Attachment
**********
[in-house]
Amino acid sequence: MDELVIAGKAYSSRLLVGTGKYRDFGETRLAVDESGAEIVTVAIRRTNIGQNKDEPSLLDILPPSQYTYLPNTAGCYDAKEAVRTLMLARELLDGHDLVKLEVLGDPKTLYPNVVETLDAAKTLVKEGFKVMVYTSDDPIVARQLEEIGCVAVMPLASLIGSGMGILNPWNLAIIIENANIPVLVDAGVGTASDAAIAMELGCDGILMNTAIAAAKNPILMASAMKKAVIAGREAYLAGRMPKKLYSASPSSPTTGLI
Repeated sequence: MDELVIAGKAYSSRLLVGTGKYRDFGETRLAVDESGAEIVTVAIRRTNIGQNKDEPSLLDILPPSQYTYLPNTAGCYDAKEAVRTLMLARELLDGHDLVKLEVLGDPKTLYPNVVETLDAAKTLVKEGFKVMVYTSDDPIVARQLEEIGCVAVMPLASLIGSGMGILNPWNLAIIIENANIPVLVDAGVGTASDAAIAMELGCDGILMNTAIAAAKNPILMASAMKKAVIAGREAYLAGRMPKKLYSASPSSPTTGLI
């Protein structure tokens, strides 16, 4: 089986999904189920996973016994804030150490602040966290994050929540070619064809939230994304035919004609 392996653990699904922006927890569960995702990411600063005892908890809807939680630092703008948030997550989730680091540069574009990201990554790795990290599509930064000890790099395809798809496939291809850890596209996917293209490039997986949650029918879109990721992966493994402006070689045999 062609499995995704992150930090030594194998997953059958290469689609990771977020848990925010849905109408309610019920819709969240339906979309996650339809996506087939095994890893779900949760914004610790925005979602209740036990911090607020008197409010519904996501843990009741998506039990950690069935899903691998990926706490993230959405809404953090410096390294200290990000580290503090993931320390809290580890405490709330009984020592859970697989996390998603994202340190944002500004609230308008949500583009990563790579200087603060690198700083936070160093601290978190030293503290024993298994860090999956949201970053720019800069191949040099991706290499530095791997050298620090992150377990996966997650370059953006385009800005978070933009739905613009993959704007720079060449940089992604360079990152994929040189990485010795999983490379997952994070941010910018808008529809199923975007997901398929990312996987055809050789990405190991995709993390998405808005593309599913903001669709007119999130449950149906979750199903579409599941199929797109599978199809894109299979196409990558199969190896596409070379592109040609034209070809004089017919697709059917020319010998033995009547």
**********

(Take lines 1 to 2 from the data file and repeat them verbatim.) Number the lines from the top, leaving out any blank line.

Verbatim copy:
[in-house]
Amino acid sequence: MDELVIAGKAYSSRLLVGTGKYRDFGETRLAVDESGAEIVTVAIRRTNIGQNKDEPSLLDILPPSQYTYLPNTAGCYDAKEAVRTLMLARELLDGHDLVKLEVLGDPKTLYPNVVETLDAAKTLVKEGFKVMVYTSDDPIVARQLEEIGCVAVMPLASLIGSGMGILNPWNLAIIIENANIPVLVDAGVGTASDAAIAMELGCDGILMNTAIAAAKNPILMASAMKKAVIAGREAYLAGRMPKKLYSASPSSPTTGLI